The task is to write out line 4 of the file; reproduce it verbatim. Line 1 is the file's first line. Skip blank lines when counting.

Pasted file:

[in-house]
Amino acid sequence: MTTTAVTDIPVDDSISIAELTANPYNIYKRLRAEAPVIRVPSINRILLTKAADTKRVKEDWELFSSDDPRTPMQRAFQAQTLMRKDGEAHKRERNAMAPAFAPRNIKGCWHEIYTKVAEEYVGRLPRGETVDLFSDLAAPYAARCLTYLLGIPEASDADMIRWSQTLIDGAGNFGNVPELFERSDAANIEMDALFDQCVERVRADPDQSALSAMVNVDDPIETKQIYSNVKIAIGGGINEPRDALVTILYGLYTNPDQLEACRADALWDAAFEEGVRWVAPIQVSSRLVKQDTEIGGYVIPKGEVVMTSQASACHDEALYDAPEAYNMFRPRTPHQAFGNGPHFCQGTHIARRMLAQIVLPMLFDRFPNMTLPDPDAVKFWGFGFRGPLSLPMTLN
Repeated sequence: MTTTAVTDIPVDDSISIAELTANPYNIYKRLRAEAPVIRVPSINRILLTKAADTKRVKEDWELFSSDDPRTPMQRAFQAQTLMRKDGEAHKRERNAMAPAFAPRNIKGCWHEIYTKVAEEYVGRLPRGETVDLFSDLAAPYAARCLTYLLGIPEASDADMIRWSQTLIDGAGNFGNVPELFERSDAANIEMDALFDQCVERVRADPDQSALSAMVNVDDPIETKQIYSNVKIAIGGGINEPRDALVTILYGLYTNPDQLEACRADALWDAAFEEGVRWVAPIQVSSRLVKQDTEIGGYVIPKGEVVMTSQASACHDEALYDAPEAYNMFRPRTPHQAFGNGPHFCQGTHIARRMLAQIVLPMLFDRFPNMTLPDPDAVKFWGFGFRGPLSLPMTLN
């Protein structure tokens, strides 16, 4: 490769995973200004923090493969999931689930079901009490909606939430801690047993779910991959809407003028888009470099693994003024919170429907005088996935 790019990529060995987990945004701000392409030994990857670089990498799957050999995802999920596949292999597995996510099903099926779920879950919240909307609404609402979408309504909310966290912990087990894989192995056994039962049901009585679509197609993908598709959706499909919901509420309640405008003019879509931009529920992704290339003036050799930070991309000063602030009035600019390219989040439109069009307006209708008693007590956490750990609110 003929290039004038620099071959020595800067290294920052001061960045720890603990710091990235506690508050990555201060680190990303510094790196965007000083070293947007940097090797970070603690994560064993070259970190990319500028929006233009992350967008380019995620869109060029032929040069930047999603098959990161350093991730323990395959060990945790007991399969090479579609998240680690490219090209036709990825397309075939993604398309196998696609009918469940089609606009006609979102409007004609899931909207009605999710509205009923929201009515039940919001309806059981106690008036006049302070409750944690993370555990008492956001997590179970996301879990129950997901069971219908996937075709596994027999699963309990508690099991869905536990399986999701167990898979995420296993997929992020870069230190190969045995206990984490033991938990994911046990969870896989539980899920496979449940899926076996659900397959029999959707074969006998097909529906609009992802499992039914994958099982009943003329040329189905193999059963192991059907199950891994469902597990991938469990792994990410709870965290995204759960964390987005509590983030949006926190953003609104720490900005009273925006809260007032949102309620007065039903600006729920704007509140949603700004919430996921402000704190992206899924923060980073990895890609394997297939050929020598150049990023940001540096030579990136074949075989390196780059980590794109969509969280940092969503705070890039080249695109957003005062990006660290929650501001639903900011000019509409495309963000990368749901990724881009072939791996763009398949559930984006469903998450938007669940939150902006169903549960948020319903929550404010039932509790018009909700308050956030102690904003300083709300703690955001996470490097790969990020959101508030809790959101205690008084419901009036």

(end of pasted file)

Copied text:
């Protein structure tokens, strides 16, 4: 490769995973200004923090493969999931689930079901009490909606939430801690047993779910991959809407003028888009470099693994003024919170429907005088996935 790019990529060995987990945004701000392409030994990857670089990498799957050999995802999920596949292999597995996510099903099926779920879950919240909307609404609402979408309504909310966290912990087990894989192995056994039962049901009585679509197609993908598709959706499909919901509420309640405008003019879509931009529920992704290339003036050799930070991309000063602030009035600019390219989040439109069009307006209708008693007590956490750990609110 003929290039004038620099071959020595800067290294920052001061960045720890603990710091990235506690508050990555201060680190990303510094790196965007000083070293947007940097090797970070603690994560064993070259970190990319500028929006233009992350967008380019995620869109060029032929040069930047999603098959990161350093991730323990395959060990945790007991399969090479579609998240680690490219090209036709990825397309075939993604398309196998696609009918469940089609606009006609979102409007004609899931909207009605999710509205009923929201009515039940919001309806059981106690008036006049302070409750944690993370555990008492956001997590179970996301879990129950997901069971219908996937075709596994027999699963309990508690099991869905536990399986999701167990898979995420296993997929992020870069230190190969045995206990984490033991938990994911046990969870896989539980899920496979449940899926076996659900397959029999959707074969006998097909529906609009992802499992039914994958099982009943003329040329189905193999059963192991059907199950891994469902597990991938469990792994990410709870965290995204759960964390987005509590983030949006926190953003609104720490900005009273925006809260007032949102309620007065039903600006729920704007509140949603700004919430996921402000704190992206899924923060980073990895890609394997297939050929020598150049990023940001540096030579990136074949075989390196780059980590794109969509969280940092969503705070890039080249695109957003005062990006660290929650501001639903900011000019509409495309963000990368749901990724881009072939791996763009398949559930984006469903998450938007669940939150902006169903549960948020319903929550404010039932509790018009909700308050956030102690904003300083709300703690955001996470490097790969990020959101508030809790959101205690008084419901009036």